One expectation in the wake of the passage of the Affordable Care Act seven months ago was that it would lead to major changes in the health insurance industry.
Throughout the reform debate, insurers were painted as the “bad guys” of the American health care system, guilty of egregious policy cancelations, huge premium increases, heartless rejections of applications for coverage, and overly generous executive compensation, all in the context of an inefficient and ill-structured industry.
Not surprisingly, insurers became the primary targets of the new law. ACA will prevent insurers from imposing annual and lifetime benefit limits, arbitrarily canceling policies, denying coverage to children with pre-existing conditions, imposing copayments on preventive care, excluding necessary services, and basing premiums on health status or gender. ACA will also force far more open competition though insurance exchanges and limit insurer administrative expenses and profits.
So far, though, in spite of a steady stream of complaints from America’s Health Insurance Plans, the industry lobbying group, there has been little apparent impact on the health insurance industry.
Many insurers have increased premiums to compensate for ACA’s increased benefits, and some have decided to no longer offer “child only” policies, to avoid the risk of accepting children with very costly pre-existing conditions. In terms of the overall market, however, these are very small blips.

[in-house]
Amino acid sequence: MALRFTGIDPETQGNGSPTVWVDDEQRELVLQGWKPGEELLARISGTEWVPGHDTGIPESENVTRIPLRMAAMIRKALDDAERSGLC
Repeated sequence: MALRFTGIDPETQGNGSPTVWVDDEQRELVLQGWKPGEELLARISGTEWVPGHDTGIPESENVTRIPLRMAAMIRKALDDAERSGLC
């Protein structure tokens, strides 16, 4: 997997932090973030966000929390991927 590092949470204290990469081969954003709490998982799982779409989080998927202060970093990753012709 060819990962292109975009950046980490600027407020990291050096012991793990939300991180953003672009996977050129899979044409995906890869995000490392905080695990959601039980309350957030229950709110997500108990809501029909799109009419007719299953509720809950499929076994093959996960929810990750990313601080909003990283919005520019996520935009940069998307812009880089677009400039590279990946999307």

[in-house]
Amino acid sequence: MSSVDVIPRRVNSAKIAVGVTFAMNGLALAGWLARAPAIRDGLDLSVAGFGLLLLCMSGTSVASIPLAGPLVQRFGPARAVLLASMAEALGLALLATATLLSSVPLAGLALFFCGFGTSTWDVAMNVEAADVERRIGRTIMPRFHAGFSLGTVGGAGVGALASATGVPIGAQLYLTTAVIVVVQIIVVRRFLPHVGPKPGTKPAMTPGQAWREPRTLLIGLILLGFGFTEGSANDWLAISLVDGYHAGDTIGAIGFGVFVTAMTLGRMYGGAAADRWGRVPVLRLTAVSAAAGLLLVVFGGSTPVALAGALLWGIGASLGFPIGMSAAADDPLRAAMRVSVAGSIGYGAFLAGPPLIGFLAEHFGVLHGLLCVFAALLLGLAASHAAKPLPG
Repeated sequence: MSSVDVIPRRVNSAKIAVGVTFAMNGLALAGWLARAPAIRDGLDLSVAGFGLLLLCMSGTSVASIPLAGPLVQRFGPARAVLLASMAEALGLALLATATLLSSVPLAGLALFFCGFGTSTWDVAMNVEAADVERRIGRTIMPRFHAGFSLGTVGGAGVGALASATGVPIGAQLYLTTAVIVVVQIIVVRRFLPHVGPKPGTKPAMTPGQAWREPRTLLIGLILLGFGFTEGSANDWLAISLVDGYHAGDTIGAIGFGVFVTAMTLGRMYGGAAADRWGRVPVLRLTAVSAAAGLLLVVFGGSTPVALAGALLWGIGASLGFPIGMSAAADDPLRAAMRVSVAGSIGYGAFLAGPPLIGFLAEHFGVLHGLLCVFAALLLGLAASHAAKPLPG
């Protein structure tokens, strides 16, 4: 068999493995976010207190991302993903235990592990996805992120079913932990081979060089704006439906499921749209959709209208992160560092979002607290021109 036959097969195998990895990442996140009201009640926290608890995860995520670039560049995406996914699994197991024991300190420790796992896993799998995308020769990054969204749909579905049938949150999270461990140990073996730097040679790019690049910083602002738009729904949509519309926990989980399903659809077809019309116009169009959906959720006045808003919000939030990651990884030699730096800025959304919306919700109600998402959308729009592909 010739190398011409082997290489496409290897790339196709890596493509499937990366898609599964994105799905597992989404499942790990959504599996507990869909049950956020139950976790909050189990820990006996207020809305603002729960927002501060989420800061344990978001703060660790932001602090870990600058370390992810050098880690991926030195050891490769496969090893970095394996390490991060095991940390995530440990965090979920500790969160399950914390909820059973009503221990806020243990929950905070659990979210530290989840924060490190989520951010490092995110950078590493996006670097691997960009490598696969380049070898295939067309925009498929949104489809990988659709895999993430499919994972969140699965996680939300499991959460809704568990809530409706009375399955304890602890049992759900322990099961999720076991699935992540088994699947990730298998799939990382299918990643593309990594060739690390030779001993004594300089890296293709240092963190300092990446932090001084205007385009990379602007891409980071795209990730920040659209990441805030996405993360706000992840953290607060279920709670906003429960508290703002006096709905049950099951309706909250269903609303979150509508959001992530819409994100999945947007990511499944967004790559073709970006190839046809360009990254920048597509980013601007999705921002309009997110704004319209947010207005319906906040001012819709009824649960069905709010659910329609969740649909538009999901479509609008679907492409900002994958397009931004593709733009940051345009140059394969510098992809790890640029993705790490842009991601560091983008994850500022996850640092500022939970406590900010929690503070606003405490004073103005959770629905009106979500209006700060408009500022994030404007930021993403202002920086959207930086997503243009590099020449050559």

There have been a few other blips. Following national publicity over McDonalds’ threat to cancel its min-med employee insurance plan, HHS granted waivers of the annual benefit provision to the burger chain and some thirty other employers. A couple of small insurers have withdrawn from the health insurance market and transferred their policies to larger competitors. And three states have applied to HHS for waivers of the MLR provisions.
Overall, however, there has been a remarkable absence so far of change in the health insurance industry. Given all the potential threats of ACA, why do insurers seem to be in some kind of limbo?
There are three reasons: delay in finalizing medical loss ratio regulations; uncertainty about HHS’ approval of waivers; and the November mid-term election.
ACA’s medical loss ratio provisions offer a huge threat to smaller insurers, especially those specializing in “affordable” high-deductible policies which typically have high administrative expenses relative to benefit costs. The National Association of Insurance Commissioners has finally—after several delays—completed its proposal for MLR computation, but until this is accepted by HHS Secretary Sebelius and incorporated into regulations, insurers will continue to be unsure of its impact.
Secretary Sebelius also must decide how to rule on MLR waiver requests already submitted by a handful of states, and on the larger issue raised by NAIC of how to measure the potential market destabilization that ACA requires to trigger a waiver. Again, this is an issue with huge ramifications for many insurers. A rigid interpretation by HHS of waiver requirements could lead to a wholesale insurer exit from the individual market.
Finally, the November election is seen by insurers as providing the chance to squeeze the Obama administration’s implementation of ACA. With a strong enough showing by Republicans, the insurance industry hope is that threats of a funding cut-off by the new Congress will lead to dilution of many of the more onerous or profit-crippling ACA provisions.
And if insurers don’t get everything they are hoping for? Starting in January 2011, when the new MLR regulations are scheduled to be effective, we can expect to see three things: insurers dumping their small group and individual business, replacing high-deductible policies by more costly coverage with lower limits, and the wave of consolidation in the industry that executives from the largest carriers have been forecasting for several months.